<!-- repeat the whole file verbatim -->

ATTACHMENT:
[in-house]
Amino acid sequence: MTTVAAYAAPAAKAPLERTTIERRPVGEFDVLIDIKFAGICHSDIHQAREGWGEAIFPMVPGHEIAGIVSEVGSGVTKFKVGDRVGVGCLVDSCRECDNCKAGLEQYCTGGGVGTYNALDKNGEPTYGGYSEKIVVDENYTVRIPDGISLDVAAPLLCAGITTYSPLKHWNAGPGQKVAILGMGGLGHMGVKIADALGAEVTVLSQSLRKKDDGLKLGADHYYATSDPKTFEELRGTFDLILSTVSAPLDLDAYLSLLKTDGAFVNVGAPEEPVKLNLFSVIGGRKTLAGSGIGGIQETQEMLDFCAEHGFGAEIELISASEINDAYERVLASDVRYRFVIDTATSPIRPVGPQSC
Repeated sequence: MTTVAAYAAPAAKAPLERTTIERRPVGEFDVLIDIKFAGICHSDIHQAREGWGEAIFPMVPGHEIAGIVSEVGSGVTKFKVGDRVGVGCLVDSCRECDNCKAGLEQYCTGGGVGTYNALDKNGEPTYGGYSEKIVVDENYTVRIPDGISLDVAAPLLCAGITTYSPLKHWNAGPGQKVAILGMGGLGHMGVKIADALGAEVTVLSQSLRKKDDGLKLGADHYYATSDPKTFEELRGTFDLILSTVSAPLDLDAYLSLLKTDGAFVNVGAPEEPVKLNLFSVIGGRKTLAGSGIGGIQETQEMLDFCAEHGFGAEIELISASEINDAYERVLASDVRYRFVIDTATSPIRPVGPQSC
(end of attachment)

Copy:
[in-house]
Amino acid sequence: MTTVAAYAAPAAKAPLERTTIERRPVGEFDVLIDIKFAGICHSDIHQAREGWGEAIFPMVPGHEIAGIVSEVGSGVTKFKVGDRVGVGCLVDSCRECDNCKAGLEQYCTGGGVGTYNALDKNGEPTYGGYSEKIVVDENYTVRIPDGISLDVAAPLLCAGITTYSPLKHWNAGPGQKVAILGMGGLGHMGVKIADALGAEVTVLSQSLRKKDDGLKLGADHYYATSDPKTFEELRGTFDLILSTVSAPLDLDAYLSLLKTDGAFVNVGAPEEPVKLNLFSVIGGRKTLAGSGIGGIQETQEMLDFCAEHGFGAEIELISASEINDAYERVLASDVRYRFVIDTATSPIRPVGPQSC
Repeated sequence: MTTVAAYAAPAAKAPLERTTIERRPVGEFDVLIDIKFAGICHSDIHQAREGWGEAIFPMVPGHEIAGIVSEVGSGVTKFKVGDRVGVGCLVDSCRECDNCKAGLEQYCTGGGVGTYNALDKNGEPTYGGYSEKIVVDENYTVRIPDGISLDVAAPLLCAGITTYSPLKHWNAGPGQKVAILGMGGLGHMGVKIADALGAEVTVLSQSLRKKDDGLKLGADHYYATSDPKTFEELRGTFDLILSTVSAPLDLDAYLSLLKTDGAFVNVGAPEEPVKLNLFSVIGGRKTLAGSGIGGIQETQEMLDFCAEHGFGAEIELISASEINDAYERVLASDVRYRFVIDTATSPIRPVGPQSC